Cold and Flu Season Can Be a Monster

Flu & Cold Season Can Be A Monster

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  • No visitors under the age of 12 are allowed in patient care areas.
  • Please do not visit patients if you are experiencing fever, vomiting, diarrhea or cold or flu-like symptoms.

Tyler Clark's Rock Solid Recovery

Rock Solid 1 2014

At age 43, Tyler Clark, a geology instructor at Wake Tech, was helping a friend remodel her bathroom. After sanding sheetrock and getting covered in dust, he came home and immediately took a shower.

While in the shower, Tyler got a sudden, splitting headache – a sign of a stroke. “I thought I should sit down but I ended up leaning on the wall. I then remember sliding down the wall. When I woke up, I was coughing because I had water in my mouth. The water was rising because I was blocking the drain,” recalls Tyler. He stood up but could tell he couldn’t move well. When he shifted to his left leg, he fell on the floor. “When I woke up, I felt something under my stomach. It was my arm, but it didn’t have any feeling in it,” he says.

A friend came to Tyler’s rescue and called 911. “I heard myself trying to give her the address to the house and I sounded drunk,” Tyler recalls. On the way to the hospital, Tyler passed out. He woke up two days later in WakeMed’s intensive care unit (ICU). A nurse told Tyler, “You had a very large stroke, and you are lucky to be alive.”

Tyler had a hemorrhagic stroke, which results when a weakened blood vessel in the brain ruptures. Hemorrhagic strokes are less common but more deadly than ischemic strokes, which are caused by blood clots.

Tyler was paralyzed on his left side. Only time and therapy would tell how well he would recover. Like most stroke patients, Tyler worried about his future. As a geologist and outdoor enthusiast, Tyler spends a lot of time outside working, hiking and camping. He wondered if he could return to his life.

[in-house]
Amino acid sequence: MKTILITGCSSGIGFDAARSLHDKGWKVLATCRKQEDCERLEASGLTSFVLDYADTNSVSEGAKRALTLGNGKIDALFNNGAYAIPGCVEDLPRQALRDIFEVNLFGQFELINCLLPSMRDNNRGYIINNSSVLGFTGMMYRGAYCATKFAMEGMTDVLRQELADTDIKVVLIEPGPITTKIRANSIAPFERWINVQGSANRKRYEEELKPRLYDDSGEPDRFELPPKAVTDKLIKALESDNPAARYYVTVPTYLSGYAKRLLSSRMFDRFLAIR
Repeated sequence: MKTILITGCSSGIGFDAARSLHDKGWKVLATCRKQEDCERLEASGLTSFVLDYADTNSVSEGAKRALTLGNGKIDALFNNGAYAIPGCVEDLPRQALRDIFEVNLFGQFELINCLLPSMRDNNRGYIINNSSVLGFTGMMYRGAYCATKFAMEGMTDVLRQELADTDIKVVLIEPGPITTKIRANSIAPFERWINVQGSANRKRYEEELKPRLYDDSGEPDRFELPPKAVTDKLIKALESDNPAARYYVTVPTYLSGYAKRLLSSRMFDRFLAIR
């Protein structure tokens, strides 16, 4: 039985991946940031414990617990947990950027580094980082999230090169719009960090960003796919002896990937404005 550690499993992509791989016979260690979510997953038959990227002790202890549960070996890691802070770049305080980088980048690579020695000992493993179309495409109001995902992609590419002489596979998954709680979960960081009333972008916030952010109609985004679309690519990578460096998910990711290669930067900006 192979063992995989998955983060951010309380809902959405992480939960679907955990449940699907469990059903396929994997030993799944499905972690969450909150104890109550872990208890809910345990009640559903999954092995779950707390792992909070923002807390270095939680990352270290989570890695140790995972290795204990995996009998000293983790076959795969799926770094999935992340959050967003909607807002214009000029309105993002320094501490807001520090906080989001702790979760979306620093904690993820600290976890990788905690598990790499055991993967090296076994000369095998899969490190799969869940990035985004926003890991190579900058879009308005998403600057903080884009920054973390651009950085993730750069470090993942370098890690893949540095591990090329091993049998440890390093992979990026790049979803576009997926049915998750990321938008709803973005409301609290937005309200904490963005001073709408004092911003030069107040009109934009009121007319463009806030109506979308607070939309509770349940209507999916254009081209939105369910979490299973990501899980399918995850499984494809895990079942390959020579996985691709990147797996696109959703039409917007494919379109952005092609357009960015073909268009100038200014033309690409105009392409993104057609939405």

When it was time to move to the WakeMed Rehabilitation Hospital, Tyler was pleasantly surprised. “It was such a positive experience,” Tyler recalls. He is very thankful for the top-notch team of physical and occupational therapists, who made him work. Hard. “For me, things returned quickly,” says Tyler. Patrick O’Brien, MD, the medical director of WakeMed Rehabilitation Hospital, would come by and tell Tyler that he could go home once he could make the NC State wolf sign with his fingers. By mid-March he could and was on his way home. Tyler had no speech deficiencies or problems with his legs. He continues to have some problems with dexterity in his fingers and is working to bring that back.

When he was in physical therapy, Tyler used an elliptical trainer and a treadmill, which made him think he should continue with activity after leaving the hospital. He decided to join a gym.

One day while on the treadmill at the gym, Tyler decided to burn off some frustration, so he started running. “After a while, the treadmill was squeaking,” he says. “I looked down and saw my foot was dragging. Then I looked at the odometer and I had gone five kilometers!” That was six months after Tyler’s stroke. Now, you will see Tyler on Raleigh’s Greenway and other running spots he finds on www.mapmyrun.com.

At the request of one of his physical therapists, Tyler also came to WakeMed to talk to some recent, young stroke survivors. “Kelly Kucin, a WakeMed occupational therapist, contacted me. She said she was working with a couple of guys who were young like me and struggling with their recovery. I knew exactly where these guys were in their heads, explains Tyler. Like Dr. Li Chen, Tyler offered them and all those recovering from stroke the following advice: “There is hope, but you have to work hard for it.”